21 o 23 patients on oral medications and 13 o 17 patients oninsulin were able to get o o their medications afer 26 days ona near-vegetarian diet and exercise program.
During two- andthree-year ollow-ups, most people with diabetes treated withthis regimen have retained their gains.
Te dietary changes aresimple, but proound, and they work.A 2006 study, conducted by the Physicians Committee orResponsible Medicine with the George Washington University and the University o oronto, looked at the health benets o a low-at, unrened, vegan diet (excluding all animal products)in people with type 2 diabetes.
Portions o vegetables, grains,ruits, and legumes were unlimited. he vegan diet groupwas compared with a group ollowing a portion-controlled,higher-at diet based on American Diabetes Association (ADA)guidelines. Te results o this 22-week study were astounding:
Forty-three percent o the vegan group and 26 percent o the ADA group reduced their diabetes medications. Amongthose whose medications remained constant, the vegangroup lowered hemoglobin A1C, an index o long-termblood glucose control, by 1.2 points, three times the changein the ADA group.
he vegan group lost an average o about 13 pounds,compared with about 9 pounds in the ADA group.
Among those participants who didn’t change their lipid-lowering medications, the vegan group also had moresubstantial decreases in their total and LDL cholesterollevels compared to the ADA group.
his study illustrates that a plant-based diet candramatically improve the health o people with diabetes.It also shows that people ound this way o eating highly acceptable and easy to ollow.
ype 1 Diabetes and Diet
While people with type 2 diabetes can ofen reduce, andsometimes eliminate, medications when they lose weight andood and exercise are better controlled, those with type 1 diabeteswill always need insulin. Even so, a good diet can minimize theamount o insulin required. ype 1 diabetes, ormerly called“childhood onset diabetes,” occurs when the pancreas stopsproducing insulin. Te cause o type 1 diabetes remains elusive.Several studies have implicated cow’s milk consumption as apossible contributor.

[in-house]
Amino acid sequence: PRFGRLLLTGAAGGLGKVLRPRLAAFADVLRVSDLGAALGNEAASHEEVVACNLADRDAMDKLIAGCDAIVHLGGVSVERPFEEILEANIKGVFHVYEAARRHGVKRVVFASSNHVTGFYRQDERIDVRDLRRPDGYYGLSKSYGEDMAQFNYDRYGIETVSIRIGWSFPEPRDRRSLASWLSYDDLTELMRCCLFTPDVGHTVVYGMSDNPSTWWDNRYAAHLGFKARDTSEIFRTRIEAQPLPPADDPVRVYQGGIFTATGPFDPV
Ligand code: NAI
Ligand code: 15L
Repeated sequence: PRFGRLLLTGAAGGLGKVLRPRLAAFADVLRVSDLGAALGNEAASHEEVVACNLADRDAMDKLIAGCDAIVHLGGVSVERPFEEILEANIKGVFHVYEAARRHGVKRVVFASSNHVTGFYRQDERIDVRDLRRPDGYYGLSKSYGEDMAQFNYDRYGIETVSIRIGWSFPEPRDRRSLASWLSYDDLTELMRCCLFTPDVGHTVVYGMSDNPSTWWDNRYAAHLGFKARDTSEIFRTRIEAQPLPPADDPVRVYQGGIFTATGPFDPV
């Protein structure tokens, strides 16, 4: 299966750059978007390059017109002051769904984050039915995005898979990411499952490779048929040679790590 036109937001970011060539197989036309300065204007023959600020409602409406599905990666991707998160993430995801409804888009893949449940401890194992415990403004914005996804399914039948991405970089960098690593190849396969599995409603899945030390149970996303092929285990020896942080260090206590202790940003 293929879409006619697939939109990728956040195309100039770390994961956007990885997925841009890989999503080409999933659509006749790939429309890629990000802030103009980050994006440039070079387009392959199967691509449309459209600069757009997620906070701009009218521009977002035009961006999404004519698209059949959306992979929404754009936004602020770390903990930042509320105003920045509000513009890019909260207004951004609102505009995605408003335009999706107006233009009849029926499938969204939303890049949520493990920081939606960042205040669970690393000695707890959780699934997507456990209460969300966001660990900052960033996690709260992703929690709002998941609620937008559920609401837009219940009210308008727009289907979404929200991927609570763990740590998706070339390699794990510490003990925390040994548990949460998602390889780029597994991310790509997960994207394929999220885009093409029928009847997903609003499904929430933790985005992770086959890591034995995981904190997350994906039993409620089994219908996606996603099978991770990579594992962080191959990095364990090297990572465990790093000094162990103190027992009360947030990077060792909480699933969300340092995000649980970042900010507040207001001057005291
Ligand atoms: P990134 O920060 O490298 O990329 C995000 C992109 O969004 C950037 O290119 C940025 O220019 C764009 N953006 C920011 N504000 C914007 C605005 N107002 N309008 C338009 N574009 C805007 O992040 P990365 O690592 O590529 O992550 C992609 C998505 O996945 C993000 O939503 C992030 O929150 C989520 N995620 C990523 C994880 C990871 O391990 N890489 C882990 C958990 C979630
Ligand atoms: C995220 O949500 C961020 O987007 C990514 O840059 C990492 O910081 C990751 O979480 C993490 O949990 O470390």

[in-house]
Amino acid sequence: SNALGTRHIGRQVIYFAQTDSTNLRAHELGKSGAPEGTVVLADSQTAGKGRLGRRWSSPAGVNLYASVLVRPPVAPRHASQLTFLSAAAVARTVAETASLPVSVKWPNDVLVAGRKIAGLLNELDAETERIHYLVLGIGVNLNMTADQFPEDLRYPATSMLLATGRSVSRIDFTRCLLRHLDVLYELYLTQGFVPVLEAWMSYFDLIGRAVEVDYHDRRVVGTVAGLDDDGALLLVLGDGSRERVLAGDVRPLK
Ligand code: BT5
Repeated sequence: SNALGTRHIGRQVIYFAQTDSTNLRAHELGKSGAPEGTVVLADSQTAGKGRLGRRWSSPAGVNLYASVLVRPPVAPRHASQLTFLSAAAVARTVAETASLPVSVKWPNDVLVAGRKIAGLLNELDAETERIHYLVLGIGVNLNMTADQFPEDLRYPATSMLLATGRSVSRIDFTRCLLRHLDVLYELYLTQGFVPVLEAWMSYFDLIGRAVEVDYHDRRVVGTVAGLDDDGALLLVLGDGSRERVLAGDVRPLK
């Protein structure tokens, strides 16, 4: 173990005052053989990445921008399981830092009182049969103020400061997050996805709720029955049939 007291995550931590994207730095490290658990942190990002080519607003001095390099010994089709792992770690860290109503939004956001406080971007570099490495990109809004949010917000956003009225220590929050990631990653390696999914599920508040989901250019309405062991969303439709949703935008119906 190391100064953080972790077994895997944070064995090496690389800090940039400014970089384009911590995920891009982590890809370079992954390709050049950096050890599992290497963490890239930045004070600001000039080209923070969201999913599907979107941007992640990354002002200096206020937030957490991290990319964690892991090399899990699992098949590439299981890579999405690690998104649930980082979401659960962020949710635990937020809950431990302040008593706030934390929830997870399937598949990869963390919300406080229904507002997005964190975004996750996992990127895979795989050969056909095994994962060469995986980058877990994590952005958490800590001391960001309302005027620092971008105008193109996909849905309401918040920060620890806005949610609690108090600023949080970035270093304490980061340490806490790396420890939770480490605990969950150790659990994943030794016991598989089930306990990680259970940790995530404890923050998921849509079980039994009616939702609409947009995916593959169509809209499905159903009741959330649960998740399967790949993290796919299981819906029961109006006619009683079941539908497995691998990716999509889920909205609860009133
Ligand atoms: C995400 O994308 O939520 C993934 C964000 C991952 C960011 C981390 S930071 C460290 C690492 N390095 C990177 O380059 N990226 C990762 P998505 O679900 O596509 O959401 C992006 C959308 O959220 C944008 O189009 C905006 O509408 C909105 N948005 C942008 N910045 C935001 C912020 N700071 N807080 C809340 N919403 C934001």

When milk consumption patterns wereexamined across various nations, there was a strong correlationwith the incidence o type 1 diabetes. It may be that milk proteins cause an autoimmune reaction in which the body mistakenly attacks its own insulin-producing cells. For thisreason, among others, the American Academy o Pediatricsno longer recommends unmodied cow’s milk or inants.When breast-eeding women ingest dairy products, the cow’smilk proteins end up in their own breast milk. For this reason,breasteeding mothers may do well to avoid cow’s milk untilmore research is completed
Te Remarkably-Simple New Dietary Approachto Diabetes:
Give It a 3-Week Trial. What HaveYou Got to Lose?
1. Begin a Vegan Diet: Avoid Animal Products.
diet has no animal products at all: No red meat,poultry, pork, sh, dairy products, and eggs. Why? Animalproducts contain
at, which is linked to heart disease,insulin resistance, and certain orms o cancer. Tey also containcholesterol and, o course, animal protein. It may surprise youto learn that diets high in animal protein can aggravate kidney problems and calcium losses. All the protein you need can beound in whole grains, legumes, and even vegetables: that’swhere strong horses, bulls, and elephants get their protein.
2. Avoid Added Vegetable Oils and Other High-Fat Foods.
Although vegetable oils are healthier than animal ats, youwill still want to keep them to a minimum. All ats and oils arehighly concentrated in calories. A gram o any at or oil containsnine calories, compared with only our calories or a gram o carbohydrate. Te amount o at we really need each day is quitesmall and readily available by eating whole oods.Avoid oily toppings and oods ried in oil. Limit olives,avocados, nuts, and peanut butter. Read labels, and choose oodswith no more than 2–3 grams o at per serving.
3. Favor Foods with a Low Glycemic Index.
Te glycemic index identies oods that increase blood sugarrapidly. Tis handy tool allows you to avor oods that havemuch less eect on blood sugar.
Quick Glycemic Guide
(enjoy)White or wheat breadMost cold cerealsWatermelon, pineappleBaking potatoesSugar Pumpernickel, rye,multigrain, or sourdough breadOld-ashioned oatmeal,bran cerealsMost ruitsSweet potatoesPastaRice, barley, couscous,quinoaBeans, peas, lentilsMost vegetables
4. Go High-Fiber.
Aim or at least 40 grams o ber each day. Choose beans, vegetables, ruits, and whole grains (e.g., whole wheat pasta,barley, oats, quinoa). Aim or at least 3 grams/ber perserving on labels and 10 to 15 grams per meal. Start slowly.Expect a change in bowel habits (usually or the better).